North Korea - After taking a 10-foot leap of faith earlier this month, a North Korean man who seeks to escape his homeland passed did a seemingly impossible jumped over the noses of the soldiers put him to safety in South Korea, where he revealed he wanted to defect.

But the said leap was no surprise after all as the North Korean man claimed that he is a former gymnast.

Described as a North Korean in his late 20s, the unnamed man crossed into the South Korean soil through the DMZ or Demilitarized Zone at around 7 p.m. on November 3, after he evaded possible capture for 14 hours, DailyMail reported.

According to Sky News, South Korean soldiers found the man at around 10 a.m. the following day after his escape, less than a mile away from the border.

Based on the report, the man is still under investigation by South Korean officials, as they still questioned the story of the man, especially on his motives for crossing the border.

In order to prove the man's claim of his capability of hopping the fence, officials had the man jump twice over the fence in their presence.

If the story of the man will be proven accurate, it will be even more remarkable according to the source as he managed to avoid detection by North Korean troops, did not trigger sensors on the surrounding fences, and evade landmines that litter the DMZ.

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According to the source, Authorities believe that the man's lightweight and gymnastics experience put solid credibility to his story which likely aided in his escape.

The military previously stated that the fences man crossed appeared pressed down, but it had no evidence of being cut or otherwise modified, NPR reported.

The escape made by the man has prompted criticism of the military of South Korea and their set security systems around the DMZ and why it took so long for the South Korean troops in locating the man.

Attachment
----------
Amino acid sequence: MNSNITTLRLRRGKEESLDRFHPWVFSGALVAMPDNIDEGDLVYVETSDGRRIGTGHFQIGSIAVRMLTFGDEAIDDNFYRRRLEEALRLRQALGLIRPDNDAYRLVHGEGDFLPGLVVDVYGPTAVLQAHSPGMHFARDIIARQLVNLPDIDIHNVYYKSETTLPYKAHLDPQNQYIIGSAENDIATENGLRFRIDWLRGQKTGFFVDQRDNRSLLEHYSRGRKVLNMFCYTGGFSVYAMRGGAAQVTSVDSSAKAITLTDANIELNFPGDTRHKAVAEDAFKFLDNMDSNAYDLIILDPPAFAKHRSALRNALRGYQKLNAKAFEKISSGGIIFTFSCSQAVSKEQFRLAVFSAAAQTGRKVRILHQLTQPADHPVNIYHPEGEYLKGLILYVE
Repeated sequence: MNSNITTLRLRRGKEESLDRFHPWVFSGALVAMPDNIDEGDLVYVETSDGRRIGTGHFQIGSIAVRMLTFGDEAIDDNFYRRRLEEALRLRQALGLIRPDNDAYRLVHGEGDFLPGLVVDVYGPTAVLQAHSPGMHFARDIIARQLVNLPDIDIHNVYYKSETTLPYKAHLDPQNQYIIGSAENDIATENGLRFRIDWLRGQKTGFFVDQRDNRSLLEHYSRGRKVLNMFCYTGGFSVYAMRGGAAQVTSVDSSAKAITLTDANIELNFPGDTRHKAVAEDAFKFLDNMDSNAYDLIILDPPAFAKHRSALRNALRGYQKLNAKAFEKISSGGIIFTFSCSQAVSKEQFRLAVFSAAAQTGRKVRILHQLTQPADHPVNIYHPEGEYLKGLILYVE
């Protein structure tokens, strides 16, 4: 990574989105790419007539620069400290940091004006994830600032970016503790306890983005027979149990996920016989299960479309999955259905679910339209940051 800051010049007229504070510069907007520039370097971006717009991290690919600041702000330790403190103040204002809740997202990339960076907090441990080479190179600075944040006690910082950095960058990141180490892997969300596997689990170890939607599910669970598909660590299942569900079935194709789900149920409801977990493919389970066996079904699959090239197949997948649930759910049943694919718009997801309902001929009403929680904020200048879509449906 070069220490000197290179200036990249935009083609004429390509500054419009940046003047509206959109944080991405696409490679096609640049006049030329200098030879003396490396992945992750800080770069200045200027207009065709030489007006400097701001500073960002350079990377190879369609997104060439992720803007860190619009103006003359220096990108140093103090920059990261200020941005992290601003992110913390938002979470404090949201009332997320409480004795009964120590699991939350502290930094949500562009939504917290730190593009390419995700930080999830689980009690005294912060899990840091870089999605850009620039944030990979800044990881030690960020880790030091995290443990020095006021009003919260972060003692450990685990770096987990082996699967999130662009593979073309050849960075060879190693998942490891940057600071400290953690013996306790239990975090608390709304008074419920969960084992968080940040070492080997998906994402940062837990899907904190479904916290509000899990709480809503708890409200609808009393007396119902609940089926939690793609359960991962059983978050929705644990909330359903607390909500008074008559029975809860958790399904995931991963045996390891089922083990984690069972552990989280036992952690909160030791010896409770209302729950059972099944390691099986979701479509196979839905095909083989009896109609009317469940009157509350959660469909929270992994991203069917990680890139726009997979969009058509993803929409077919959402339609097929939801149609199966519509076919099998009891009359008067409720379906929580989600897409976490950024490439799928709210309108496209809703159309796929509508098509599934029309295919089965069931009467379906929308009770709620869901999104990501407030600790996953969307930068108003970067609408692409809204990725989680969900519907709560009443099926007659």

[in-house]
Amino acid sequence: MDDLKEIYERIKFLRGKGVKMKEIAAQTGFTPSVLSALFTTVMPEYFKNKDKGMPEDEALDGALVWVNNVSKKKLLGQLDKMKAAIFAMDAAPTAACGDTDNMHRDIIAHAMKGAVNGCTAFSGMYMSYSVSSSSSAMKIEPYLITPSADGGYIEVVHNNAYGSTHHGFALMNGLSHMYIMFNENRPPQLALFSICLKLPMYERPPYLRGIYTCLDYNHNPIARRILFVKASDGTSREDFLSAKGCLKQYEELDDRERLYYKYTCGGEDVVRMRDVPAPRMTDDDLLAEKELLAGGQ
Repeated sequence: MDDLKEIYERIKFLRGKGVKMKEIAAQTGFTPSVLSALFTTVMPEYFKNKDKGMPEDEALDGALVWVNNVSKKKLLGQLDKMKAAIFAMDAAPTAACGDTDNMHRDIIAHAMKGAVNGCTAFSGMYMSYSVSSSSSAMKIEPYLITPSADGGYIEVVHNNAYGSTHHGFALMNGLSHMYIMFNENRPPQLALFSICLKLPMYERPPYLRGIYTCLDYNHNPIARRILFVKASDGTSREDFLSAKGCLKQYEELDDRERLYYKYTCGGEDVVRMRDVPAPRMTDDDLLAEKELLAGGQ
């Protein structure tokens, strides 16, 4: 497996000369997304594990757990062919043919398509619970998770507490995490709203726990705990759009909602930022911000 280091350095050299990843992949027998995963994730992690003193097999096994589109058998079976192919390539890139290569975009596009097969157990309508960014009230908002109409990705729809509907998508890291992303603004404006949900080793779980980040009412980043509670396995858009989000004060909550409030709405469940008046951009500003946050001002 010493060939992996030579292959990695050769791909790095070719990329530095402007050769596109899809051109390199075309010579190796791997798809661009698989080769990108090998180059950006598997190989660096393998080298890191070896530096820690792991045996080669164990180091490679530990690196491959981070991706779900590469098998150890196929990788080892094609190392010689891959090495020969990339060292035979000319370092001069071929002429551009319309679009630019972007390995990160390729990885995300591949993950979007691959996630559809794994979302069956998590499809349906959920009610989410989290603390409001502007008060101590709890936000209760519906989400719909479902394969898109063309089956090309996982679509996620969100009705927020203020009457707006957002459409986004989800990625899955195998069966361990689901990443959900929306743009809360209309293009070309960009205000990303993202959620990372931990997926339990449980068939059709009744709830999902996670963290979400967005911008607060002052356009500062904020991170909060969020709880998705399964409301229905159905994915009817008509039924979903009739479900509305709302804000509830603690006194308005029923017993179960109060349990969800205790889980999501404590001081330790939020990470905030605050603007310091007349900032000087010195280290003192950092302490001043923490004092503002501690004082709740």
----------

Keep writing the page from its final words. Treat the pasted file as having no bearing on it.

An official for the Joint Chiefs of Staff for Korea shared to the source that they will look into the reason behind why the sensors did not ring and make sure that they were operating properly.

The source also added that Seoul previously vowed to strengthen its surveillance along the border with their communist neighbor following other security breaches.

In June of 2019, a boat carrying four North Koreans arrived in the town of Samcheok in South Korea without being detected also.

The latest known North Korean defection took place in August of 2019 when a soldier crossed the Demilitarized Zone.

An escape by another North Korean soldier grabbed headlines around the world in 2017, as the dramatic escape involved the soldier driving an army truck through the border amid a hail of gunfire from his fellow soldiers.

The Ministry of Unification of South Korea shared that there is a total of 33, 523 North Korean defectors that have entered South Korean soil since 1948, which was the time when the official division between the two countries was established.

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